A both shocking and haunting production, this Rusalka is one of Martin Kusej´s best stagings and probably one that many will find it hard to forget – whether one agrees or not with the “concept”.
Inspired by the horrors of the likes Josef Pritzl and Wolfgang Priklopil, Martin Kusej completely ignores any trace of the romantic era painting a grim and shocking picture of contemporary sexual violence.
While Fritzl/Rusalka´s Father/Water Goblin and his wife/Rusalka´s Mother/Jezibaba live upstairs, Rusalka together with her sisters are kept prisoners in the cellar of an (from the outside) idyllic house. the mother/Fritzl´s accomplice but also she who helps Rusalka escape.
It is simply heartbreaking to see how Rusalka is damaged beyond repair and does not stand a chance adapting to life outside, when she escapes, aided by her mother/Jezibaba. Obviously an insensitive Prince (perfectly played by Klaus Florian Vogt), who carries on a premarital affair with the Foreign Princess does not help her either, however it is clear that the psychological damages inflicted upon Rusalka during her childhood as a prisoner are too severe and incompatible with a normal life on the outside. Finally, Rusalka flees back to the comfort of her prison, the only place she knows and among the most outstanding features of Kusej detailed direction is the ambiguity of the psychological portraits – Rusalka´s ambiguity towards her father and also her mothers/Jezibaba´s ambiguity as both an accomplice and support in Rusalka´s escape.
In the end, however, Fritzl is finally caught by undercover police, but damaged and shattered, the children end up in a mental institution and, by now, Rusalka is clearly insane. The closest I have ever seen an opera come to a psychological thriller. It may not have been Dvorak´s intention, but it works.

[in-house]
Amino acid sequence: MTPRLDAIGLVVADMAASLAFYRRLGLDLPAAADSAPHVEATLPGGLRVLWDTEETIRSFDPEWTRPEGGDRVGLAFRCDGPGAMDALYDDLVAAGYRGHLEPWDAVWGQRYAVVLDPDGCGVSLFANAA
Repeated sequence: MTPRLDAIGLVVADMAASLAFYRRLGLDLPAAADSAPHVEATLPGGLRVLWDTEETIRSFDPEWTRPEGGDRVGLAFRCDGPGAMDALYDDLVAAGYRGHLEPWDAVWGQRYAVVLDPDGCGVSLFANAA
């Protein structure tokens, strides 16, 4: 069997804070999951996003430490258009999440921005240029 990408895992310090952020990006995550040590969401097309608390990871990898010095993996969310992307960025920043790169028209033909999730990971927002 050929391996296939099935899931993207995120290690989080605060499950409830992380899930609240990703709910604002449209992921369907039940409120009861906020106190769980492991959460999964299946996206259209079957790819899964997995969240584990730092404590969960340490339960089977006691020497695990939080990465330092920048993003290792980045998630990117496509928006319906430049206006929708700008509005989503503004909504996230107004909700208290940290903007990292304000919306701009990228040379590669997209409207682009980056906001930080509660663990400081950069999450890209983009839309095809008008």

Originally planned for Nina Stemme as Rusalka, Kristine Opolais gave up her Metropolitan Opera debut (Musetta in Boheme) when Stemme pulled out - retrospectively the right choice as she later was hailed as one of the most noteworthy debuts of the 2012-13 Met season as Magda/La Rondine.
Kristine Opolais is the ideal interpreter of this haunted Rusalka, looking and acting the part worthy of a Hollywood-star and with a silvery, agile voice, she certainly is up to the demands of the part. That her voice does not quite appeal to me should not be held against her.
Gunther Groissbock is terrifyingly convincing as Fritzl/Water Goblin in what could easily be one of the most thoroughly unsympathetic character´s ever seen on an opera stage (contrary to Dvorak´s intention). Probably not what he expected signing up for this production....
Not less outstanding are Klaus Florian Vogt´s cool, egocentric Prince, Janina Baechle´s Jezibaba, herself a damaged creature and Nadia Krasteva´s looker of a Foreign Princess.
There is only one let-down here, and for me that is Tomas Hanus in the pit, whose style is rather rigid, reluctant and transparent and does not truly capture Dvorak´s flow.
Almost unwatchable, at the same time one of the strongest stagings I have ever seen.
The bottom line (scale of 1-5, 3=average):
Kristine Opolais: 5
Klaus Florian Vogt: 5
Günter Groissbäck: 5
Janina Baechle: 5
Nadia Krasteva: 5
Martin Kusej´s production: 5
Tomas Hanus: 4
Overall impression: 5